Electric cars really can save the planet and your lungs, environmental study says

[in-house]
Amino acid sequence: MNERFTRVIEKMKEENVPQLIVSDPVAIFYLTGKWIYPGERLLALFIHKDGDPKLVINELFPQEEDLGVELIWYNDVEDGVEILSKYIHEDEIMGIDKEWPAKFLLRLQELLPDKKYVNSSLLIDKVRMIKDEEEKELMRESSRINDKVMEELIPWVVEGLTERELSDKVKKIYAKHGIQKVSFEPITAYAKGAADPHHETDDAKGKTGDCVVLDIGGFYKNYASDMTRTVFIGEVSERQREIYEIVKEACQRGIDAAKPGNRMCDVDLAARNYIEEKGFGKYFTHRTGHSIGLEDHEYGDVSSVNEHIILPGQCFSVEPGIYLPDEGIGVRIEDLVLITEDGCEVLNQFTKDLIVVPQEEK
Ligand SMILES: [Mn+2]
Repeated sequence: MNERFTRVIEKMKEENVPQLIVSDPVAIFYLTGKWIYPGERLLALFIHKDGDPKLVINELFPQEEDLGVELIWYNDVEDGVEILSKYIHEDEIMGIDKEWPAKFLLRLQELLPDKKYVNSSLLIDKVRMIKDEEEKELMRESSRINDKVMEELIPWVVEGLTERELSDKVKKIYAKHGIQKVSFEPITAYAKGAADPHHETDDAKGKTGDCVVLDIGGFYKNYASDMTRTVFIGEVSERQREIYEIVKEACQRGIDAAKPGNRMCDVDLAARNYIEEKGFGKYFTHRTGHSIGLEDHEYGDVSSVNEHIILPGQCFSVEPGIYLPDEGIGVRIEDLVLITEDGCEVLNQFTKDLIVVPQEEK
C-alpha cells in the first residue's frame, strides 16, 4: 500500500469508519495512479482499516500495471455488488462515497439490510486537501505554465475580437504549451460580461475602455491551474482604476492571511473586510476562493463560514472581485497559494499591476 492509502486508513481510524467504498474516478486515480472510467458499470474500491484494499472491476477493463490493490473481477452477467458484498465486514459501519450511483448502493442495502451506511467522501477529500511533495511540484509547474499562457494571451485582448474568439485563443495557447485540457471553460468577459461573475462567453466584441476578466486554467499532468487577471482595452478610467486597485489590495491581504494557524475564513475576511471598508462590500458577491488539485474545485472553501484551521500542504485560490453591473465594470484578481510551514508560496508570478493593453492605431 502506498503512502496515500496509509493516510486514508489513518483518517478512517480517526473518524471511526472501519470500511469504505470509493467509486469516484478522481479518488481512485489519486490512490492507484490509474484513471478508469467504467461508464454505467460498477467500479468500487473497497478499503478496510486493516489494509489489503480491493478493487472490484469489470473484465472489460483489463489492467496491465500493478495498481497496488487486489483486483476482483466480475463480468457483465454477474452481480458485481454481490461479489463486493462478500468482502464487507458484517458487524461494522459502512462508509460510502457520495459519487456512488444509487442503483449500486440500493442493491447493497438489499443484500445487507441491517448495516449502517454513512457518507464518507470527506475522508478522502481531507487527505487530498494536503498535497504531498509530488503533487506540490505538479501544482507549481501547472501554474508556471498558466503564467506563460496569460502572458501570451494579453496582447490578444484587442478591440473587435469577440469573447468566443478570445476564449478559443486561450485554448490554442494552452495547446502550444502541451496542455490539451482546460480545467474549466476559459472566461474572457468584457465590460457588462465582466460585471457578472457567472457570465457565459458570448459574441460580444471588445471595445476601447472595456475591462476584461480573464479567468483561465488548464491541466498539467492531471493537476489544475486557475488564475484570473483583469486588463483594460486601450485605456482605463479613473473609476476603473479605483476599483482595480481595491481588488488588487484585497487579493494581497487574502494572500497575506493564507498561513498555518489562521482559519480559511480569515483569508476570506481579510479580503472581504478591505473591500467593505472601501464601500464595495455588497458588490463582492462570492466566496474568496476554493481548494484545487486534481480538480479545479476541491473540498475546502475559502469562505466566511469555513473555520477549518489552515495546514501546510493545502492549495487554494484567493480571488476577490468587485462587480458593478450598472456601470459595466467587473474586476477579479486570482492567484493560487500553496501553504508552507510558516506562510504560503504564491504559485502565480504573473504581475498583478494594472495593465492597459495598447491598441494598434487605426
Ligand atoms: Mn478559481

Electric cars really do reduce air pollution and boost public health, according to a new study. Researchers from the University of Southern California (USC) say asthma attacks and other respiratory problems fall as more people switch to vehicles which produce zero emissions. The findings come from the first “real world study” of its kind, looking at the controversial vehicles’ impact on individual neighborhoods. Researchers say there have been claims that the heavier motors will increase carbon emissions, offsetting the gains of switching from gas and diesel engines to electric. Electric cars are typically about 20 to 30 percent heavier than their gas or diesel-powered counterparts. The theory suggests that wear from brake linings and tires may be greater in electric cars than with traditional vehicles because of the weight of their battery - generating more harmful fine particles. Leveraging publicly available datasets, the researchers analyzed a “natural experiment” as residents in California rapidly transitioned to electric cars, or light-duty zero emissions vehicles (ZEVs). At a zip code level, for every additional 20 vehicles per 1,000 people, asthma emergencies dropped by 3.2 percent. Federal air monitoring sites showed levels of nitrogen dioxide (NO2), an air pollutant caused by traffic, also fell.